The southeastern European state of Bosnia and Herzegovina – also often referred to as Bosnia-Herzegovina or even, informally, just ‘Bosnia’ – is far from the most obvious destination for independent professionals. Nonetheless, there can be no doubt that this once war-torn part of the Balkan Peninsula has been reinventing itself in some style in recent years.
A country that dispels many preconceptions
If your enduring perception of Bosnia derives from scenes of conflict on the TV news in the 1990s, you may be surprised by the dynamism the country now shows as an economic power in the region. The nation’s economy can be broadly divided into the three main sectors of services, industry and agriculture, with tourism continuing to be a particular focus for growth.
As one might expect given its complicated history, Bosnia-Herzegovina is a somewhat complicated place to live today. This is due to not only the country’s ethnic diversity – Bosniaks (Bosnian Muslim) and Croats (Bosnian Catholic) being joined by Serbs, who are Orthodox Christians – but also the Bosnian language, which shares strong similarities with Serbian and Croatian, but is nonetheless classified as its own language. The demographics of some parts of the country today also differ somewhat from the situation in pre-war Bosnia.
What requirements must you fulfill to work here?
While Bosnia-Herzegovina is a candidate for membership of the European Union (EU), it is not yet an EU member. This means that regardless of whether or not you are an EU or European Economic Area (EEA) national, you will need to obtain a work permit in order to work in the country.
The process of securing a work permit for Bosnia-Herzegovina can be a long one, so contractors are always urged to apply in advance. You will need to first be offered a job in the country, given that it is your prospective employer that will need to apply to the nation’s Employment Service on your behalf. This will be followed by the Federal Employment Agency issuing an approval for the employment of foreign persons for your prospective place of work, after which, you will be able to apply through your local embassy or consulate.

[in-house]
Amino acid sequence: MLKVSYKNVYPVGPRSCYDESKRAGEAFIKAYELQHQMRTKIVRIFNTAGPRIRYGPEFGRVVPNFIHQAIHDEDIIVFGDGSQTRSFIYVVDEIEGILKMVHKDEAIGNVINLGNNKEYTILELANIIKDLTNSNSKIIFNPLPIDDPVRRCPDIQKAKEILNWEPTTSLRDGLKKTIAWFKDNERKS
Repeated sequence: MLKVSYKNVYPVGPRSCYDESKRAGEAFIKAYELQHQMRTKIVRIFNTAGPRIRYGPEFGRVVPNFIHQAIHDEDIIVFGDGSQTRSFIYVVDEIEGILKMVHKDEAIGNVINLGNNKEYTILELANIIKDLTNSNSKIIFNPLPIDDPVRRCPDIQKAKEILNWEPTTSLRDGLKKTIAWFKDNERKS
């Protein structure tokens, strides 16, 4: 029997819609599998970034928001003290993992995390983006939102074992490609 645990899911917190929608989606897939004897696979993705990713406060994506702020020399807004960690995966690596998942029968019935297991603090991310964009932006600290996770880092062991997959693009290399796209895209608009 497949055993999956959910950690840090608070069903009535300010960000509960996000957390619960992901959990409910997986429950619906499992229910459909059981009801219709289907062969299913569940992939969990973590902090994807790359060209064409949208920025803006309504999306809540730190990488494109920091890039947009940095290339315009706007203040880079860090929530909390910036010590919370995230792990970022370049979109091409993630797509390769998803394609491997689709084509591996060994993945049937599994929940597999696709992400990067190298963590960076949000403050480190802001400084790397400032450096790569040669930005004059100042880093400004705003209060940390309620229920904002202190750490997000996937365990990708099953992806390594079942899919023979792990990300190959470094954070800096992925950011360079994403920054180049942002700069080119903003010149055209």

Once issued, a work permit will usually only be active for a period of up to one year. It should also be noted that Bosnia differs from many other European countries in that it applies a flat 10% income tax rate to all income from employment, interest, royalties and capital gains – as opposed to the progressive, sliding scale system frequently used elsewhere. This may help to make Bosnia-Herzegovina an especially attractive contracting destination if you are a high earner.
We can help to ease your transition to overseas contracting
As a trusted provider of umbrella employment solutions and HR outsourcing services across Europe and the wider world, Link Global Management assists recruitment agencies and contractors alike with their involvement in the Bosnian labor market.
Simply call +44 (0)203 829 7221 or send our team an email today to learn more about how we can address your most discerning needs with our specialized expertise.